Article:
Will Phoenix’s Metrocenter Mall Become An Entertainment Hub?
Phoenix’s Metrocenter Mall will see new traffic this weekend. About a dozen food trucks will park just outside the food court. It’s part of a bigger plan to energize an iconic mall.
When New-York based Carlyle Development Group bought Metrocenter in 2012, the mall’s heyday had long passed. A couple years ago, the Phoenix City Council approved zoning changes to allow pretty much anything at Metrocenter. Initially, Carlyle thought the 128-acres off Interstate 17 at Dunlap Avenue would be good for a mix of housing, healthcare and offices. But lately the talk has been more about having fun.
Property manager Rachelle Strole thinks Metrocenter, which has a 12-screen Harkins Theatre, could become an entertainment and sports destination.
“We’re already spending the money going to these standalone places. Why not cluster them all together and make it just a great experience?” said Strole, owner of Phoenix-based Capital Asset Management.” “I envision it with all of the best uses when it comes to having fun with a family, all in one spot.”
She may have company. Recently, An out-of-state group bought the former J.C. Penney store with the intent of opening a storage business for cars, boats and RVs.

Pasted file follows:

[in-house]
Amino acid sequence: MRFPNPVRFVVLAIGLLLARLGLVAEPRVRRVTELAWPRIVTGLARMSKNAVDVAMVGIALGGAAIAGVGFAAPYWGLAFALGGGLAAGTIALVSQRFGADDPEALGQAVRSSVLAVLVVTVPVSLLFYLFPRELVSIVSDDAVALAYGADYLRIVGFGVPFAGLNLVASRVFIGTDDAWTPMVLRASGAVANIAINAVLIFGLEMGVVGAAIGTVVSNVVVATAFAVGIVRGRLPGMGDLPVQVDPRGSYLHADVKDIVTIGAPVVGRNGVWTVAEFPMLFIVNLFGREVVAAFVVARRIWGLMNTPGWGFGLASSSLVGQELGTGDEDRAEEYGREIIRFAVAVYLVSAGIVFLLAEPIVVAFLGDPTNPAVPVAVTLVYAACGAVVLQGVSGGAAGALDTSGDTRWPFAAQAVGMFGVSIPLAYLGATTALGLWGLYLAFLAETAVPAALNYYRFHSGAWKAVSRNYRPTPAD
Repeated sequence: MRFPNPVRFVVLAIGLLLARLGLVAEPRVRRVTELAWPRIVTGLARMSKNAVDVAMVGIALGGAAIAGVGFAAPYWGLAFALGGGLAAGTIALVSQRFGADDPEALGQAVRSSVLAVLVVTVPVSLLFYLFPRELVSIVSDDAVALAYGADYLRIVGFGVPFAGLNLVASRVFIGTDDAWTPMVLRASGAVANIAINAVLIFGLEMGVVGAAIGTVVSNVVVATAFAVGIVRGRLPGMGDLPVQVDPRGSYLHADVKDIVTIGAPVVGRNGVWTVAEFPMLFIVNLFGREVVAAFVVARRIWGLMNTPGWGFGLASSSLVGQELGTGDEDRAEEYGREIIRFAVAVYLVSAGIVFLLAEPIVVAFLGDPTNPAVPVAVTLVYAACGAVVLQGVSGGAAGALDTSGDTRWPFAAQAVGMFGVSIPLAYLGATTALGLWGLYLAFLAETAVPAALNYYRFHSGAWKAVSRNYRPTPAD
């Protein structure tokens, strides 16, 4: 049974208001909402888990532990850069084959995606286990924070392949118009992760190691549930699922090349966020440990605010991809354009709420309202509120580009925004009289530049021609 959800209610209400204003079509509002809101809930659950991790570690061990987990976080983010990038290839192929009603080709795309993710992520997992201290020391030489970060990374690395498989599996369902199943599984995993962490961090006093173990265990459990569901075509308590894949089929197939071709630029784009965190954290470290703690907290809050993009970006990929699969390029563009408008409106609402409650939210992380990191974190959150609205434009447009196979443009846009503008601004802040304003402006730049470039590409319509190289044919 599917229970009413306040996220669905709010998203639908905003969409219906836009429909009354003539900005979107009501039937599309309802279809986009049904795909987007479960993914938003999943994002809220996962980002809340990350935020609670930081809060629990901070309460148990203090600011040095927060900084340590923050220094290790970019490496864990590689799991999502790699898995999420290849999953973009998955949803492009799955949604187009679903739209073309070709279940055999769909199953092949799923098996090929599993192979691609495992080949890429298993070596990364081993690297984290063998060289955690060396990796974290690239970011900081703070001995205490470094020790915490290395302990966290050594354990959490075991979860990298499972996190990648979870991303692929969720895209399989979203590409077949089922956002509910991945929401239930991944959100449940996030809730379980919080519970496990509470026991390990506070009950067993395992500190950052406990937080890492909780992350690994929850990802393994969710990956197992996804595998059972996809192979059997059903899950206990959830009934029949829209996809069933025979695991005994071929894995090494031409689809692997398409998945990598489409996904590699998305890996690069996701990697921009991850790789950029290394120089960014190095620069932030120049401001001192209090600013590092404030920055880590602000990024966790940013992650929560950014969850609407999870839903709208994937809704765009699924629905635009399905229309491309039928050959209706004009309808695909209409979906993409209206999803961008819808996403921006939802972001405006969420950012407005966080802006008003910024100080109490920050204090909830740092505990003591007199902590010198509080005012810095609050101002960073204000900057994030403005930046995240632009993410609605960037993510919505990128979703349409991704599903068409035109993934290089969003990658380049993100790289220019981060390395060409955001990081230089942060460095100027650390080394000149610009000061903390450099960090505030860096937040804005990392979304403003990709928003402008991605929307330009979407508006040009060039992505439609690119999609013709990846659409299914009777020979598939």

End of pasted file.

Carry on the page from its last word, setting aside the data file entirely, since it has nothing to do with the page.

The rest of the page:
“In the process of us going through that and it becoming public that it was under contract, we started getting calls from all these big entertainment users,” Strole said. “So we right now are doing some strong diligence on what makes the most sense there.”
Approximately 500,000 people live within a five-mile radius of the mall, which was built in 1973. With its location just off the freeway, acres of parking, and a light-rail hub planned, Strole said Metrocenter presents a unique opportunity.
“It’s got the population to support it, it’s got the economics to support it,” she said. “I think that all malls that are just dying in these neighborhoods have to have a strong look at what we’re doing. I’m hoping that we’re going to be the model that people look at and say, ‘Yes, we have a huge community, we need places for us all to go.’”
Like many people, Strole has fond memories of Metrocenter. Although she grew up in South Dakota, she recalls her parents taking her to the mall as a child when it featured an indoor ice skating rink.
“I called my friends that night and said, ‘I just went shopping, ate dinner and went ice skating and then went outside and laid by the pool. I think I just died and went to heaven’ and we all laughed,” she said. “And I would beg my parents to come to Phoenix so we could come to this mall.”
As she talks with potential tenants and buyers, Strole said she and Carlyle, continue to work with community groups and nonprofits to make unused available space available for them. HALO Animal Rescue moved into a former pet store and Strole said Metrocenter has also hosted training for dogs who work as support animals for people with post-traumatic stress disorder (PTSD).
The “Metro Feastival” is scheduled for Saturday, June 15, from 5:30-9 p.m. and is expected to become a monthly event. Between 10 and 20 food trucks will be parked outside the food court near Harkins Theatre. Customers are invited to bring their food inside to eat.